Why it matters
In promising news for employers, the Uniform Law Commission finalized approval of the Uniform Wage Garnishment Act (UWGA). If adopted by the state legislatures, the UWGA would provide national uniformity for employers garnishing the wages of workers, with consistent legal definitions, court procedures, and forms. The Act would establish jurisdiction for a garnishment action to be initiated in the state where the employee works and clarifies that garnishments apply to payments made to independent contractors, protected by the applicable deduction maximum. Employers would receive a notice of failure to comply with a garnishment and would be provided with the opportunity to achieve compliance before being held liable for an error, with penalties capped at the amount of the garnishment per day.
“For a lot of companies, even relatively small businesses if they operate in more than one state, payroll is handled centrally rather than in individual offices,” the Wage Garnishment Act Committee of the Uniform Law Commission (ULC) explained in its mission statement. “Wage garnishments, however, are governed by widely varying law in all of the states, and this creates difficulties and inefficiencies in complying with wage garnishment orders.”
To alleviate such problems, the Committee spent three years studying and drafting a proposed law, releasing the Uniform Wage Garnishment Act (UWGA) for approval and enactment in all 50 states (plus the District of Columbia, Puerto Rico, and the U.S. Virgin Islands).
The proposed statute would decrease costs and risks for employers by providing national uniformity and consistency in handling wage garnishments.
Pursuant to the UWGA, jurisdiction would be established in the state of the employee’s principal place of work. This change—from the current possibility that garnishment actions can be initiated in any state where the employer is present, regardless of the employee’s location—limits the number of states to which an employer may need to answer.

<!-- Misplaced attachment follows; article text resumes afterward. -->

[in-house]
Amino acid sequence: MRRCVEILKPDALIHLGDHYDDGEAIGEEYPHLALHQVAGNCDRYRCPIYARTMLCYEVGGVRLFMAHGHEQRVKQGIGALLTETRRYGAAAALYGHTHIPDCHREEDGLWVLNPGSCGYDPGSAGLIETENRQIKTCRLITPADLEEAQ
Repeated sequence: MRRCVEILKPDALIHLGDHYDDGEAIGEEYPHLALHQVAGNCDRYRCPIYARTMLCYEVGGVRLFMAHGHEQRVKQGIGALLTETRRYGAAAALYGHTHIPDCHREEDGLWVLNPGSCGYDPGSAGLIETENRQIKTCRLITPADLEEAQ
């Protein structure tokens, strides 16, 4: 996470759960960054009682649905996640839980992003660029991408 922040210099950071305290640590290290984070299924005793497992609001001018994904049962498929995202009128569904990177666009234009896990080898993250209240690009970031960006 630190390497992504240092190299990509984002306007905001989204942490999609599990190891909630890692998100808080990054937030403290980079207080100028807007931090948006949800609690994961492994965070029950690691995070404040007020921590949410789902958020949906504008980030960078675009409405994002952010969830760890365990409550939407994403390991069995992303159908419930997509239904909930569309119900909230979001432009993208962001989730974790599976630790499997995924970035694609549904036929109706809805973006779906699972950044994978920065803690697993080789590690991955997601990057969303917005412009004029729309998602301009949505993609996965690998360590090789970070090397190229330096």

The proposal establishes who must be served with the garnishment motion (an employer’s registered agent) and what the motion must include, including the name of the employee, the amount the creditor claims is owed, “information sufficient to identify the judgment on which the garnishment action is based,” and a notice for the employee that satisfies the UWGA. That notice, with an example in Section 308 of the proposed law, provides a worker with necessary information (how much is owed, what options are available) in a reader-friendly format.
Under the UWGA, payments to independent contractors for personal services are subject to garnishment and protected by the applicable deduction maximum. Drafters also included a calculation worksheet for employers, who may need to provide a copy to employees or creditors upon request. If an employer withholds earnings from more than one employee for the same creditor, the employer may combine the amounts in one payment to the creditor, so long as the amount attributable to each employee is specified.
The proposed law also placed boundaries on the extent of an employer’s liability. Prior to being held liable, an employer will receive a notice of failure to comply with a garnishment motion and will be given the chance to achieve compliance. Penalties under the UWGA range from $5 per day for failure to comply to the amount of the garnishment.
Employers are prohibited from discharging or taking other adverse action against an employee because of a garnishment or attempted garnishment, according to the UWGA.
To read the proposed UWGA, click here.